Why else would this happen?  Surely, this must have been some sort of punishment, for what sin(s) I didn’t know.  Perhaps I was being too greedy, trying to photograph such a train in good lighting.  Wait!  I’m not even sure I believe in God, or that if I do, that he doesn’t intervene in the affairs of individual people.  So, why I am I thinking that the Almighty has it out for me?

Many times over the last few months, I had been at work on days when the branch has been served, looking out the window to see a gorgeous day, wishing I could be checking out the action on the branch.

Now, here I was in position to make great photos, and I was being cursed with dismal, dank, and depressing skies.  How could this happen?  It’s not fair!  I almost went home, rather than continuing to toil in my misadventure.


I spent some time in Valentine, and was mildly entertained by watching the train switch the plant and hearing the crew over the radio.  I hadn’t witnessed this in a long time.  In times past, it took a long time to switch this plant, but with the decrease in business, it takes less time.

Although the skies were still gray, watching the switching was a bit relaxing.  Maybe I shouldn’t be complaining like some spoiled kid.  Perhaps I should reflect on how fortunate I am to be able to see this, I thought.  These and other thoughts turned over in my mind.  One thought was that I should have stayed home for the morning.  After all, I still haven’t wrapped my Christmas presents, and I have a host of other chores to do.  Why was I wasting a ugly day by being outside?

Still at Valentine, at around 13:00, I again looked to the west.  This time, the clouds weren’t as dark.  Could sunlight be on the way?  If sunlight is on the way, it would be about 45 minutes before it showed up, I thought.  This should give me time to appease my growling stomach, while the crew wraps up its switching chores.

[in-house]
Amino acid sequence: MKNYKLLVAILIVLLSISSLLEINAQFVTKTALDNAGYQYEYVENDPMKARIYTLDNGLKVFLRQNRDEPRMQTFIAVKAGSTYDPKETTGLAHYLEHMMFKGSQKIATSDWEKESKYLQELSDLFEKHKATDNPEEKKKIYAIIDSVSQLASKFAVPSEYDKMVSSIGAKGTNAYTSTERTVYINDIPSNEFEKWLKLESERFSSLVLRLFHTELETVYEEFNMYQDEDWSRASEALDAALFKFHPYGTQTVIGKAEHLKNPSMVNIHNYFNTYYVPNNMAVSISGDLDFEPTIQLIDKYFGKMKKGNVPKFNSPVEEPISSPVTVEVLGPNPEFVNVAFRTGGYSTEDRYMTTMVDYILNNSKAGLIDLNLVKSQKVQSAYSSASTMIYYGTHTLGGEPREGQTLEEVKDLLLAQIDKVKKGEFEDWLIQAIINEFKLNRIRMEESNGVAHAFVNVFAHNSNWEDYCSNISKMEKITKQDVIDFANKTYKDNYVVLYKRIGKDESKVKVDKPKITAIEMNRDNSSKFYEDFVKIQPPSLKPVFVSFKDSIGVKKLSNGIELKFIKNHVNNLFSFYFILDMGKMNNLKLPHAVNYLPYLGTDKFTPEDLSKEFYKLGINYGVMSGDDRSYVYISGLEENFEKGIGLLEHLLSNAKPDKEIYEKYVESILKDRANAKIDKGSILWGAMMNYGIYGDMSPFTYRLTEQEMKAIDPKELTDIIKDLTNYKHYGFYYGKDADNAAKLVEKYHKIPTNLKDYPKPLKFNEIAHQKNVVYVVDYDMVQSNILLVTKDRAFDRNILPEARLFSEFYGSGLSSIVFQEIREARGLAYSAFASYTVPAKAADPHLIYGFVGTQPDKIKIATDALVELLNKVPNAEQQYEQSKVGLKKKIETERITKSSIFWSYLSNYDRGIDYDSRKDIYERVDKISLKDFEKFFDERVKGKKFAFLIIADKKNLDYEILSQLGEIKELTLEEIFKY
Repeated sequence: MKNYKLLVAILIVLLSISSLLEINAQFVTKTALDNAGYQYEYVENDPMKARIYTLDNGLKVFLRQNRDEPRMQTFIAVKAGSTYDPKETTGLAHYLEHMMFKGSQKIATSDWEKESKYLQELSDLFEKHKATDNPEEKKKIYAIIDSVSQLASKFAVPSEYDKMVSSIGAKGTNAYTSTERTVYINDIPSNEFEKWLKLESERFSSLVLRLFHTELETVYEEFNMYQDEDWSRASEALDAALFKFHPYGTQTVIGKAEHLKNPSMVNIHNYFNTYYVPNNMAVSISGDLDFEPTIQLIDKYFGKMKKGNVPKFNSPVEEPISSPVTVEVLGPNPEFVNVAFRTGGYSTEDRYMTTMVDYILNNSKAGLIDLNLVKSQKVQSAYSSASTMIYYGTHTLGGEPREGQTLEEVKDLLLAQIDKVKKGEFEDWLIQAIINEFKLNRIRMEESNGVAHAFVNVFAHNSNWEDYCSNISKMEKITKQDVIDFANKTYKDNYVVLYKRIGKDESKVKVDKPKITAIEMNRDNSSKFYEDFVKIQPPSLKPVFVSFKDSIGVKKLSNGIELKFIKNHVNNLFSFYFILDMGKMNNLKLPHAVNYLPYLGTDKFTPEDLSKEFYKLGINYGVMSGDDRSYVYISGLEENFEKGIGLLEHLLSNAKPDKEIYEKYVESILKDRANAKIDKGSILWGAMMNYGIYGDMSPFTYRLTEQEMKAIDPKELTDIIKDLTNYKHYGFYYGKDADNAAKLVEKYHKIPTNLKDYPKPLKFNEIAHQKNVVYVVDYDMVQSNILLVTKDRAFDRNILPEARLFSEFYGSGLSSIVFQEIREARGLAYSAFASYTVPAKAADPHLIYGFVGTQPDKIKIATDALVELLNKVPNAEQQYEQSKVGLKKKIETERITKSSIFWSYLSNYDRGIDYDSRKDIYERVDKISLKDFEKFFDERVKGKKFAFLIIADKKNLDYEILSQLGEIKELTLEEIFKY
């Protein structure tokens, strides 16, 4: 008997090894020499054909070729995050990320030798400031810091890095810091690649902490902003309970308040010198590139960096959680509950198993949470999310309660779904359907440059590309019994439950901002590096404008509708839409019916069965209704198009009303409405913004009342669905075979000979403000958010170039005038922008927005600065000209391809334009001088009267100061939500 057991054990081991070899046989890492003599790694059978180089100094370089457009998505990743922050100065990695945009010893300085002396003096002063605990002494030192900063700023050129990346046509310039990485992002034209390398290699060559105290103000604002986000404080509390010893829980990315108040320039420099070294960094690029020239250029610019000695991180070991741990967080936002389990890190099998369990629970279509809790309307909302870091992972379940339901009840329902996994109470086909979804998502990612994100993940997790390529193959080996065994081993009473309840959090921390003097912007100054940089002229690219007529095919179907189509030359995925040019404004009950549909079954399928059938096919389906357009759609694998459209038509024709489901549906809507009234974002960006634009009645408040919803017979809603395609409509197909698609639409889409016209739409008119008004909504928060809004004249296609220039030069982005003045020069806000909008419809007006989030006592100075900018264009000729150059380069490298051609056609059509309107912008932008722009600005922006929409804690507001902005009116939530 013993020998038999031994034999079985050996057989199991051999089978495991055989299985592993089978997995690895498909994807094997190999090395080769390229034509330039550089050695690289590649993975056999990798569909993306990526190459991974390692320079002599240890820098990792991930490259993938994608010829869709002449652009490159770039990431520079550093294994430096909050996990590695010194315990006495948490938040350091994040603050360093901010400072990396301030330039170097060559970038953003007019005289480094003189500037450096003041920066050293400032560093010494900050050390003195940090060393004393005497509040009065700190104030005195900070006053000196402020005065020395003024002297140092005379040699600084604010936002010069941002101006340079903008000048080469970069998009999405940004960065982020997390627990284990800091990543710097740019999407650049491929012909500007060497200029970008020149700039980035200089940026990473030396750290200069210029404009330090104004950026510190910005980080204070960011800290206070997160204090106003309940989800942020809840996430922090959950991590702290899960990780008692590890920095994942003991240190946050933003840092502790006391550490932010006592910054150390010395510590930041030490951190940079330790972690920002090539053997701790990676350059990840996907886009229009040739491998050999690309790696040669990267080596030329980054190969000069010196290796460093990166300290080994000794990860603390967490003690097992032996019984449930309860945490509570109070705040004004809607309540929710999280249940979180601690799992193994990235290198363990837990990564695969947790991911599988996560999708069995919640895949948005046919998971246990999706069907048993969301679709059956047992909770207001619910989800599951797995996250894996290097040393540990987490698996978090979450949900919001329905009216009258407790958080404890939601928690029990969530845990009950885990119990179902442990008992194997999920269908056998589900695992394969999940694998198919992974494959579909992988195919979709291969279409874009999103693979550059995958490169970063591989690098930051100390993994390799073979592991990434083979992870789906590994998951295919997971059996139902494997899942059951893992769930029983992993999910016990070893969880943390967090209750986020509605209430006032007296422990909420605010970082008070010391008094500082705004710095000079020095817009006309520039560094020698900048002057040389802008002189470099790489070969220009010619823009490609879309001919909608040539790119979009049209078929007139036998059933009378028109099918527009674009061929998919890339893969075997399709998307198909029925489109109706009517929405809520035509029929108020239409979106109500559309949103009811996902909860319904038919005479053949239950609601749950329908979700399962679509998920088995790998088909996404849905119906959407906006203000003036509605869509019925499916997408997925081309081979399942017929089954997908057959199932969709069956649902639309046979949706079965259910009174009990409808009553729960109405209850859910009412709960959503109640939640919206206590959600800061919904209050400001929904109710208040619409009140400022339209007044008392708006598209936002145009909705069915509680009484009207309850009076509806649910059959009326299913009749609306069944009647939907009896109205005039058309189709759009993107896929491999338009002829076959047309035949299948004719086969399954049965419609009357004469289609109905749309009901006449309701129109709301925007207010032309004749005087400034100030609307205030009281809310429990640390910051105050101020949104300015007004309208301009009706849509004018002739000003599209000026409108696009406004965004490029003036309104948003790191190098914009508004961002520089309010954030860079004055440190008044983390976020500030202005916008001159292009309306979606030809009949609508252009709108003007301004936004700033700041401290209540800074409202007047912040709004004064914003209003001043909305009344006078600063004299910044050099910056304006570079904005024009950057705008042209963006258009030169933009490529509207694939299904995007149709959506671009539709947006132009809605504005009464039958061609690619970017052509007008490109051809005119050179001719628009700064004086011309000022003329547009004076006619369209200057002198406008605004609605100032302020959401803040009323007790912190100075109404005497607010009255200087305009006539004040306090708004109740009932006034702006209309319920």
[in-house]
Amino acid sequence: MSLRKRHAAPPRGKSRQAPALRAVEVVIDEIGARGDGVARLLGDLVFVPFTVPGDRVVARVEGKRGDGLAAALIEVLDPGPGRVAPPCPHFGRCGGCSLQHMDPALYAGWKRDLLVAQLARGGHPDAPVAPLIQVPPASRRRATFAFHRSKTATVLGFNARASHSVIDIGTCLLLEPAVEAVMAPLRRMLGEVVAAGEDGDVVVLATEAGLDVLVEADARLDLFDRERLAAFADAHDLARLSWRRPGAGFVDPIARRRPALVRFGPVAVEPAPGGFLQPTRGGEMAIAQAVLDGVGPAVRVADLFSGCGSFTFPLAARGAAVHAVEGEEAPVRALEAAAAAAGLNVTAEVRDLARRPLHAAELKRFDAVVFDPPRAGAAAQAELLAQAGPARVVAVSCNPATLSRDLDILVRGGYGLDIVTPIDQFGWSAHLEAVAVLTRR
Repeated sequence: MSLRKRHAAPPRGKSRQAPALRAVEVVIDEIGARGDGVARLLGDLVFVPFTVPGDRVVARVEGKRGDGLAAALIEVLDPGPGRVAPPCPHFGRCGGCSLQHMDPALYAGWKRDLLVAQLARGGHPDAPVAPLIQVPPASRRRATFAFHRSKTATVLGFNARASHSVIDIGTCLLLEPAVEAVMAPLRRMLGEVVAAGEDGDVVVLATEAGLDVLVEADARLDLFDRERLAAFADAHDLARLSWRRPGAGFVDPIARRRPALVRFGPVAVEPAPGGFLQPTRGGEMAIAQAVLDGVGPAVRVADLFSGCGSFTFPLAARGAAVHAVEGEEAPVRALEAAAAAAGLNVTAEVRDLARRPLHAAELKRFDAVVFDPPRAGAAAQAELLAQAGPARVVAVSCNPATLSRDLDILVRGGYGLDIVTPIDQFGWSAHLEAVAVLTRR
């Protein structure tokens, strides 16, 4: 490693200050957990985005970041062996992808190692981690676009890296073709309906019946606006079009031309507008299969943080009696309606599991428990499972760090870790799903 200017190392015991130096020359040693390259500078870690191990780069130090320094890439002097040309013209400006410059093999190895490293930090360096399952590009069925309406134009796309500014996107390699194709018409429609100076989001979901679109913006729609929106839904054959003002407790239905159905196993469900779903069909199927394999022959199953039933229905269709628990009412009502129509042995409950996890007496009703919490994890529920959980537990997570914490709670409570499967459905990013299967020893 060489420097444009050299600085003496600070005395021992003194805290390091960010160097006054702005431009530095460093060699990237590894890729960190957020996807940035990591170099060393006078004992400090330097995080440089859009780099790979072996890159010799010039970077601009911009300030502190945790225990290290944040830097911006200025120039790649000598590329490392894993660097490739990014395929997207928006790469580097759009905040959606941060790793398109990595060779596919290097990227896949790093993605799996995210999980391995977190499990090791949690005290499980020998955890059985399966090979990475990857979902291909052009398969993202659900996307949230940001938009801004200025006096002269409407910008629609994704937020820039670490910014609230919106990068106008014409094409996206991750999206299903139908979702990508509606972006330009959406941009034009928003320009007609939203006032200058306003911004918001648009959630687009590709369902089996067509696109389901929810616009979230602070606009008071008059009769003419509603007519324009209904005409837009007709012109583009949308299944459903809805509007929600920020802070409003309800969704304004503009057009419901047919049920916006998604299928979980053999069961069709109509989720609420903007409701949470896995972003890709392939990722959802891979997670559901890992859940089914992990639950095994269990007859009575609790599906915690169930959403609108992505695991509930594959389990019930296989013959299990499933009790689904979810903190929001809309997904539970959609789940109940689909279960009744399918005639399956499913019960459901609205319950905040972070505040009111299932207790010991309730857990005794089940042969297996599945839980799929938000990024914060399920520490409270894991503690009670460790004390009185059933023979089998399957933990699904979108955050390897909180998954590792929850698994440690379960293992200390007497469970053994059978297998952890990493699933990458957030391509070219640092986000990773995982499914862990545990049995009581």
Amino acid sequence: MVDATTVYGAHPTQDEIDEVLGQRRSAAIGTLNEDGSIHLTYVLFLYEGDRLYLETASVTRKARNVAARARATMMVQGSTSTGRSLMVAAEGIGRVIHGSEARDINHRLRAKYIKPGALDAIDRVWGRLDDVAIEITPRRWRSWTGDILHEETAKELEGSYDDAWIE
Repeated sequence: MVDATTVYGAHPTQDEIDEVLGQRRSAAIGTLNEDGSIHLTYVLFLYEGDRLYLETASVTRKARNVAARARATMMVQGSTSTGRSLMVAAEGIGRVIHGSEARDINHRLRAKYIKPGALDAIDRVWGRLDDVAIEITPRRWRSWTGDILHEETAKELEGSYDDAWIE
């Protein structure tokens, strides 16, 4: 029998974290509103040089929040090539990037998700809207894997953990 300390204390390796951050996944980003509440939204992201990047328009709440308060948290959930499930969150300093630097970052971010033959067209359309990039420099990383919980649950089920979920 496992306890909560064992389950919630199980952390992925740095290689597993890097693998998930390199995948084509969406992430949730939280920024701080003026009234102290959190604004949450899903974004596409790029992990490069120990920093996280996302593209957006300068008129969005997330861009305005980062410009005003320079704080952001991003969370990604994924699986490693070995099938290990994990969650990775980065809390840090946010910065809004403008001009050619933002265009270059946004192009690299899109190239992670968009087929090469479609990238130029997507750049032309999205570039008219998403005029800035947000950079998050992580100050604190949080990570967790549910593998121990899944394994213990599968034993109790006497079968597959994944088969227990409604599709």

Due to picky tastebuds, I high-tailed it to Mathews to grab a chicken strip po-boy at Popeye’s, which took longer than it should have.

Just as I got back on the highway, things suddenly got brighter – literally!  Although some high cirrus clouds were preventing full sunlight, definite shadows had been formed!  I raced southward with glee.  There was an abrupt end to radio chatter, which must have meant the crew was done switching and was headed back to Raceland.  I had to find the train quickly.  Still, I had time, because the first good northbound shots are a few miles up from Valentine.


At 13:50, I made landfall on a muddy headland near Karen Drive in Lockport.  The lighting was still poor, but I took some shots anyway, hoping the sun would finally break free of the cirrus.

This paragraph is written in 2013; the “lighting was still poor,” I said back than?  I don’t know about that!

I got stuck in the mud here and had to do a little bit of maneuvering before I could escape without calling for help.

I paced the 1850 and her six cars up the bayou, but the clouds made a comeback, to my great disappointment.  This would not last long, though.  Soon after, there was an enormous breakup of the clouds, and an abundance of sunlight came down on the landscape before me!


All of the waiting earlier in the day had paid off.  For a brief half-hour, from about 14:10 to about 14:40, I photographed this train in various locations in a stretch of a few miles.  Redemption had arrived.  Here is the train at Vizard, approaching Clotilda Plantation.

That’s kind of an expansive view; let’s see a cropped version of that image.

Few things could be finer than an old Geep toting a few cars on jointed rail at 10mph.  Of course, it would be nice if the locomotive would have been a high-nosed red-and-gray GP9E, but beggars can’t be choosers.

We are now getting close to Gheens Road.

How about those silver trucks and fuel tanks?  I wish that L&D still painted its locomotives that way instead of that nasty black.  Yes, this paragraph is obviously written in 2013 also!

Now, we are north of Gheens Road.

Right here, I nearly got my truck stuck again, this time in sloping gravel on the side of the highway.  (There is no shoulder on La. Hwy. 308.)

Next, we see one of my favorite places in Earth, Farm To Market Road.

It wouldn’t be a bad place to spend eternity.

The Grand Finale

I once again made landfall on a muddy headland, and I once again almost got myself stuck.  I think that getting this picture was worth the risk.

That, my friends, with the sugar-cane in the foreground, is branchline railroading in extreme southern Louisiana, a dying way of life, and something that I deeply love, having grown up seeing scenes like this, scenes that are now a part of the past.

This fleeting glimpse into the past was already a fleeting glimpse into the past even before the picture was taken, as we are – and already were at the time – looking at a bygone era.

That was a good way to end it.

Passion And Devotion, Perhaps Maddeningly